Starring: Jane Horrocks, Michael Caine, Brenda Blethyn
Director: Mark Herman
Running Time: 96 mins
Little Voice is a British film about a timid young woman with a passion for singing who is discovered by an entertainment agent who attempts to bring her out of her shell to perform for the world.
It’s not perfect, but I enjoyed Little Voice. A film with a sweet and simple premise, plus a good few musical numbers and some very energetic performances, it’s an entertaining watch throughout, and with that small-town vibe, it’s pleasant and simple enough right the way through to sit back and smile at.
Before we get into what’s good about it, however, I think that we need to talk about the film’s biggest problem. Unfortunately, while there is quite a lot to love about Little Voice, its largest issues lie within the way in which the main character is portrayed.
Centring on a young woman shy to come out of her bedroom, yet hiding an incredible talent, you’d think it’d be perfect for a delightfully uplifting story of a wonderful woman coming out of her shell and achieving success.
However, when showing her as a timid and shy character, the film goes way overboard. She barely speaks a word, and almost isn’t in the film for the first act, with the majority of the spotlight going to her boisterous mother. Of course, that contrast is part of the reason she’s so shy, but I felt that the degree to which the story decides to write her as such is just too much to really believe, and makes for frustrating watching as you never grow to know and love the main character that you’re meant to support so mcuh.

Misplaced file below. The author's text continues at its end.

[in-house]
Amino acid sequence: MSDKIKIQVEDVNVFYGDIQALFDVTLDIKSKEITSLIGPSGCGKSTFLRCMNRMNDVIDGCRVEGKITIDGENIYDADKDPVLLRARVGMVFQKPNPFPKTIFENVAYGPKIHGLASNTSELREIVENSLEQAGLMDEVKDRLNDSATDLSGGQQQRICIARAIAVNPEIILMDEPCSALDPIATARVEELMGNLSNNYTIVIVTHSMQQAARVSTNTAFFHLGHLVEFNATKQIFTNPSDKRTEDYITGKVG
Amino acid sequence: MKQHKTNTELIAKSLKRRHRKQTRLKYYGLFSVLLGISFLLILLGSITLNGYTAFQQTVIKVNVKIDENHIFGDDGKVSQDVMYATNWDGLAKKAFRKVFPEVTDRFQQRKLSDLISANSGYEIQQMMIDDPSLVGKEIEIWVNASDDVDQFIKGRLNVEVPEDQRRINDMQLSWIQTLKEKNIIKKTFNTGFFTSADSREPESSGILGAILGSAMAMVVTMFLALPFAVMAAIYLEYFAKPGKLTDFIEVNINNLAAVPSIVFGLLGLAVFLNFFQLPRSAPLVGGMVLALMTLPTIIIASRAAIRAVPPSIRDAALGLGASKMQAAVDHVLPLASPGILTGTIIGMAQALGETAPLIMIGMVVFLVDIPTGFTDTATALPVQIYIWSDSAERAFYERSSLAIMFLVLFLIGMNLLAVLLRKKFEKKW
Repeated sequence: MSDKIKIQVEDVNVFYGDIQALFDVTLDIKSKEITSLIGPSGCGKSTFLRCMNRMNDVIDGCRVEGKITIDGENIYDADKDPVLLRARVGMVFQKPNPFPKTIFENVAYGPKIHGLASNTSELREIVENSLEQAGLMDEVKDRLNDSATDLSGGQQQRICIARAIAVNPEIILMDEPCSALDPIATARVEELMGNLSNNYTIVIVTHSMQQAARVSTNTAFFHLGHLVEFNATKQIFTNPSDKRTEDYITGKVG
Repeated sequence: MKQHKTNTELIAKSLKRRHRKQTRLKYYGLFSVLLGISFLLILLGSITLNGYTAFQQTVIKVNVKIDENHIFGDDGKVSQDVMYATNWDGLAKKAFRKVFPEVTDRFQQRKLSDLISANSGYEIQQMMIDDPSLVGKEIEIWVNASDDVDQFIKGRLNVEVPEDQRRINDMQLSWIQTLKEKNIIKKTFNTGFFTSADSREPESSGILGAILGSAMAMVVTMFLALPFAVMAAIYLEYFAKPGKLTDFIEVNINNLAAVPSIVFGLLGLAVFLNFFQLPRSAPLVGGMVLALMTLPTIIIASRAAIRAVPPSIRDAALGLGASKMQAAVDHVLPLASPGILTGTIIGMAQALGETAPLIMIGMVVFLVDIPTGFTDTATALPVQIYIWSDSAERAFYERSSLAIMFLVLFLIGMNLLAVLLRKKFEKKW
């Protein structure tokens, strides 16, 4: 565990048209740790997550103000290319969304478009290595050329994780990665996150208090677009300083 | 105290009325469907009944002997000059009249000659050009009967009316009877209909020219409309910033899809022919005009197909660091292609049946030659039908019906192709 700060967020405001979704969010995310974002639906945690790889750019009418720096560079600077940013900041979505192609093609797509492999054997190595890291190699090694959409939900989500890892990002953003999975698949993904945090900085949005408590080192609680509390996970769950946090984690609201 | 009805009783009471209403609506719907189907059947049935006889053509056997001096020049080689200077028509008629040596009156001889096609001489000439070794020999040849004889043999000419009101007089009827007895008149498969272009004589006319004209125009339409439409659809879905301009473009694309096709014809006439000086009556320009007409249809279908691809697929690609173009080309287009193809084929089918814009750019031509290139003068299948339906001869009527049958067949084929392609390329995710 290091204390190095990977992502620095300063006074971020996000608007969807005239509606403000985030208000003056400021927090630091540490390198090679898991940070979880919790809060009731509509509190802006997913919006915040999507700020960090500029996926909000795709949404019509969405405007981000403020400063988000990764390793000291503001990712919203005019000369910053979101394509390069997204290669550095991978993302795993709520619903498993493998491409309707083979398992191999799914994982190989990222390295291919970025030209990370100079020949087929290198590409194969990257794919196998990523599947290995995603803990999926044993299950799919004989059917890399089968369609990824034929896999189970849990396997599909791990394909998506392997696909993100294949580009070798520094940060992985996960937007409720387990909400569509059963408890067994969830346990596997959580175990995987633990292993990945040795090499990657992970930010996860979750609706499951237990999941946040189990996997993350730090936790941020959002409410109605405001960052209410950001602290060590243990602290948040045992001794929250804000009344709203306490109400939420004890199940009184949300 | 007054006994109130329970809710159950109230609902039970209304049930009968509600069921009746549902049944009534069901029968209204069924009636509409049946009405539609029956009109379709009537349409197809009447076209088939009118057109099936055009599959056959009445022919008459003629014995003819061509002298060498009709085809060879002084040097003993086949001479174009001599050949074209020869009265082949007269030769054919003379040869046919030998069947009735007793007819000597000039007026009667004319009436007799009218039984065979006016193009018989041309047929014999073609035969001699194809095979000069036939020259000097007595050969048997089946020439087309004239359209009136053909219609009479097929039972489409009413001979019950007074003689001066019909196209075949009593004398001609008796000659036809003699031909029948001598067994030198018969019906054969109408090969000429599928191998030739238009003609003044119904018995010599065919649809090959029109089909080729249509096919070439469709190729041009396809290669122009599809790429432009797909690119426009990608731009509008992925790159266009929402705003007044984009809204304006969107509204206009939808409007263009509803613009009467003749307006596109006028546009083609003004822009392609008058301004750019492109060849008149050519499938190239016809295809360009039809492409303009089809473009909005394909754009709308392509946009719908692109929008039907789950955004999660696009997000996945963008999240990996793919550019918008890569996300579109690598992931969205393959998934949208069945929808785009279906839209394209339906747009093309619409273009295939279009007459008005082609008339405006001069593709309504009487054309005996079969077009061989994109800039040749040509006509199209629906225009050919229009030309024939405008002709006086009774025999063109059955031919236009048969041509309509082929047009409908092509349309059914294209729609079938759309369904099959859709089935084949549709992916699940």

Despite that, the rest of the film is simple and entertaining enough to give you a lovely way to spend an hour and a half. I really wish that the main character was written better, but at least the supporting players, particularly the mother played by Brenda Blethyn and the talent agent played by Michael Caine, bring some great energy to proceedings, with their reckless and juvenile relationship proving the catalyst for all sorts of mishaps throughout.
There is a secondary story centring on our main young woman, played by Jane Horrocks, and her romance with a young man played by Ewan McGregor, however the lack of connection that you feel to her means that side of the story feels totally irrelevant, leaving Little Voice ultimately more memorable for the other side of the story with its more rambunctious personalities.
It is pleasant right the way through, and its very light comedy combined with a sweet little story set in a small town is definitely enough to make you smile, but there just isn’t enough in the main part of the story to make it a really engrossing watch, which is why I’m giving Little Voice a 7.1 overall.